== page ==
ANKARA

As governments scramble to curb to the novel coronavirus pandemic within their borders, hundreds of thousands of people displaced due to humanitarian crises across the world have been left to fend for their own health during the outbreak.

This year, the World Refugee Day may thus have taken on a new dimension, marking a pandemic of poverty facing all displaced people around the world.

Many international humanitarian organizations warn that problems refugees face in accessing information amid language barriers and other obstacles between earning their livelihoods have gotten worse with the outbreak.

These new conditions have made their fragile financial difficulties all the more visible.

Yet, during this challenging time, the world has witnessed cross-border solidarity with refugees.

The UN Refugee Agency has confirmed this, saying that host communities — especially those in low and middle-income countries where nearly 90% of the world’s refugees live — have continued to demonstrate a remarkably welcoming attitude.

Despite often living in hard conditions, refugees themselves have struggled shoulder-to-shoulder with their host communities, contributing to the fight against the virus in significant ways.

Some, for instance, have volunteered as front line healthcare workers in Colombia and the UK, while others are making soap in to be distributed in Lebanon and Niger, and sewing masks and protective gear in Iran and Turkey.

So, the pandemic has had a similarly negative impact on people from both refugee and host communities. Yet, it seems now have greater difficulties such as accessing basic needs and job opportunities.

According to the UNHCR, this is the reason why it is now equally critical to secure refugees’ and displaced persons’ inclusion in the much-needed socio-economic response to the COVID-19.

Social, economic inclusion

Sibel Guven, an expert at the Economic Policy Research Foundation of Turkey (TEPAV), said Syrian refugees in Turkey had lost a substantial amount of income since the beginning of the outbreak, citing recent surveys carried out on the group’s socio-economic situation.

“About 40% of those who have responded to the survey are Syrians and when asked whether there was a change in their income, about 70% of them stated their incomes had drastically changed,” she explained.

Social distancing measures are thought to have slowed down social and economic life and completely halted activities in some sectors.

“When we look at the numbers, we see that around 59% of Syrians living in Turkey are earning their lives by working,” said Guven.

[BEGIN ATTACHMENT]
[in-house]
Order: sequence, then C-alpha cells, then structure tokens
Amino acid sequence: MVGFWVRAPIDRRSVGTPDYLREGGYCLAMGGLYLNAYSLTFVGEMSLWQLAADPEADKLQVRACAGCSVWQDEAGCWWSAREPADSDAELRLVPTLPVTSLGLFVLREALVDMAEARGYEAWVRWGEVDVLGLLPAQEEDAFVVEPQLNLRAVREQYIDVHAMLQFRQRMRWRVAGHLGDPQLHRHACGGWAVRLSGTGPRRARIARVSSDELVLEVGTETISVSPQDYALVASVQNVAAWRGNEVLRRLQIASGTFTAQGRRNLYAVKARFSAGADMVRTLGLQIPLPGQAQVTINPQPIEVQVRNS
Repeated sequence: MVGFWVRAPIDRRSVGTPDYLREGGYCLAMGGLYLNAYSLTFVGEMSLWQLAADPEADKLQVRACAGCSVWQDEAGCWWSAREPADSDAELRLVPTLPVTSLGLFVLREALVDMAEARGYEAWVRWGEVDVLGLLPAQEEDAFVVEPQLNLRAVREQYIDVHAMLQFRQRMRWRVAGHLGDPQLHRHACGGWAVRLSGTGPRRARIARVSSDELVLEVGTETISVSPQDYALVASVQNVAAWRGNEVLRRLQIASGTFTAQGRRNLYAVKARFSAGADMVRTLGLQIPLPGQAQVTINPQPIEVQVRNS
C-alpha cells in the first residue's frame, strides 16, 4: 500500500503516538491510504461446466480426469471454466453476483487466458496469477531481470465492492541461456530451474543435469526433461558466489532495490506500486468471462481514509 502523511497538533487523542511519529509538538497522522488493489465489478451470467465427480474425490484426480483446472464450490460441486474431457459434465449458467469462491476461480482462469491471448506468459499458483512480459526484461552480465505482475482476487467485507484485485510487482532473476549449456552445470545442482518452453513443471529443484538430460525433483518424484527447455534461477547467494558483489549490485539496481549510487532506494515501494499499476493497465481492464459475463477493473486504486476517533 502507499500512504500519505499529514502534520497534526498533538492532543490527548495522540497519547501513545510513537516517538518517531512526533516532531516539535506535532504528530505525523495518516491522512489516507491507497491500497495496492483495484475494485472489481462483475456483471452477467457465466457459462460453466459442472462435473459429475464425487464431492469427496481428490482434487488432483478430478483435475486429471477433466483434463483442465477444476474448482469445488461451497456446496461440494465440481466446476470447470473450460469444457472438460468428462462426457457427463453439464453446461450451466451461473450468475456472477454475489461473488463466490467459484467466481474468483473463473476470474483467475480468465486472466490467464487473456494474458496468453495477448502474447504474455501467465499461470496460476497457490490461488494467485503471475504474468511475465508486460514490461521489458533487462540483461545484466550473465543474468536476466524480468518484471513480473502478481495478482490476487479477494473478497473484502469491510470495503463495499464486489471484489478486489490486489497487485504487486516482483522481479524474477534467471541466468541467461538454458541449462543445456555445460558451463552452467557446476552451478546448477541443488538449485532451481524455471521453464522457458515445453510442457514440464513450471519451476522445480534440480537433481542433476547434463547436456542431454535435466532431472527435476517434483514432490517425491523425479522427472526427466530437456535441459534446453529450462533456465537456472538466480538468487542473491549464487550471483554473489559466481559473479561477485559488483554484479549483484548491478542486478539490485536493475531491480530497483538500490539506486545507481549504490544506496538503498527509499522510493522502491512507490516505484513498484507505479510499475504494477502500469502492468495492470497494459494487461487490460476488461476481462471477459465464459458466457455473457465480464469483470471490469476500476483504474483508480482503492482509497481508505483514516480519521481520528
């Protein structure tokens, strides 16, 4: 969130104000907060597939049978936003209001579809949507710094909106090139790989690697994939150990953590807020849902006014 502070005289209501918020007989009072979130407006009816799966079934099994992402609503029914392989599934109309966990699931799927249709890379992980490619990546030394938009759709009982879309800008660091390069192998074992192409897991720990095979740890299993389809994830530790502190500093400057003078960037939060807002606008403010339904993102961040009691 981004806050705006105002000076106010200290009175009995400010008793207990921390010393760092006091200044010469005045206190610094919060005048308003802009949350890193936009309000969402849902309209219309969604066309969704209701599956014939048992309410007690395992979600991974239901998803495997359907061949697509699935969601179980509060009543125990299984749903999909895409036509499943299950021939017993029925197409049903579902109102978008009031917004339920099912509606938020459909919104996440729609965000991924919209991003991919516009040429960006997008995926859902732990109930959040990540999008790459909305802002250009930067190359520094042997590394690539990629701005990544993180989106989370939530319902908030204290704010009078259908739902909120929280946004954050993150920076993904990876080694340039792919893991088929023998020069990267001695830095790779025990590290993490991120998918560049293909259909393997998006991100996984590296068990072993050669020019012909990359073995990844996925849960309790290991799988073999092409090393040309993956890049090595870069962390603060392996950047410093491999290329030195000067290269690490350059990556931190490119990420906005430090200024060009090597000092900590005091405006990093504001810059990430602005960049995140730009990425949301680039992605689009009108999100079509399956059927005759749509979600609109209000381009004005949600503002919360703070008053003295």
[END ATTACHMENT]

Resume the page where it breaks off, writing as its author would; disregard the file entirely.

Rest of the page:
This is the reason why unemployment among refugees could be one of the biggest challenges for Turkey’s refugee and migrant population of over 5 million, of which 3.6 million are Syrian.

Referring to the survey, she added that almost 58% of those living in Turkey were between the ages of 15 and 34 and about 60% were primary school graduates.

“But, the very important thing is that about 70% of them have at least 10 years of experience working in a job back in Syria and about 93% say they have a profession in that sense,” she noted.

Guven underlined that Turkey had not been ready for the huge influx of migrants when they first began arriving at its borders in the early 2010s, but gradually took measures to legally and socially integrate them into the society.

“Yet, when you look at the numbers, you’ll see that we’re not really using the Syrian employees’ skills,” she noted.

She added that among those who said they had a profession in Syria, about 55% had been working in a job in Turkey before the coronavirus.

Refugees’ income loss

Guven said that with the virus, such Syrians faced additional difficulties in accessing the labor market and this could be a huge problem in terms of their survival and livelihoods, adding that concrete action was needed to counter this trend.

But, an important thing to note is that due to the pandemic, most national and international non-governmental organizations operating in the field of migration had suspended all face-to-face interventions, including social cohesion activities.

So, it seems the current circumstances will necessitate a re-focusing on social cohesion efforts, which had not been included as urgent priorities in the Regional Refugee and Resilience Plan (3RP), in cooperation with public institutions and local authorities.

Misinformation to discrimination

Omar Kadkoy, a policy analyst at TEPAV, also shared his comments focusing on the socio-economic features of forcibly displaced populations.

“Turkey had always been sending more immigrants than receiving them,” he noted, saying that throughout the last 100 years, refugees in Turkey had largely been of Turkish heritage and descent in one way or another through from former Ottoman territories.

He added that now, millions of people from different groups were spread across the country and sharing public schools, hospitals, workplaces and companies with Turks.

These groups of displaced people have not integrated as well as was desired mainly because of the language barrier that prevented them from communicating with their host society.

“This is a problem after almost 10 years, that is still persistent, and it is hindering integration at so many different levels,” he said.

In addition to this, the circulation of misinformed news regarding Syrians on social media outlets damages the integration process, Kadkoy explained.

“Not only the refugees, but also the host community should integrate,” he said.

This certainly does not mean that they should learn Arabic, but they should at least be aware of false information of Syrians, for example, how they are getting this aid, why this aid is presented to them from which institutions.

It seems the development of the dialogue between the two sides is very dependent on the solution of this problem.

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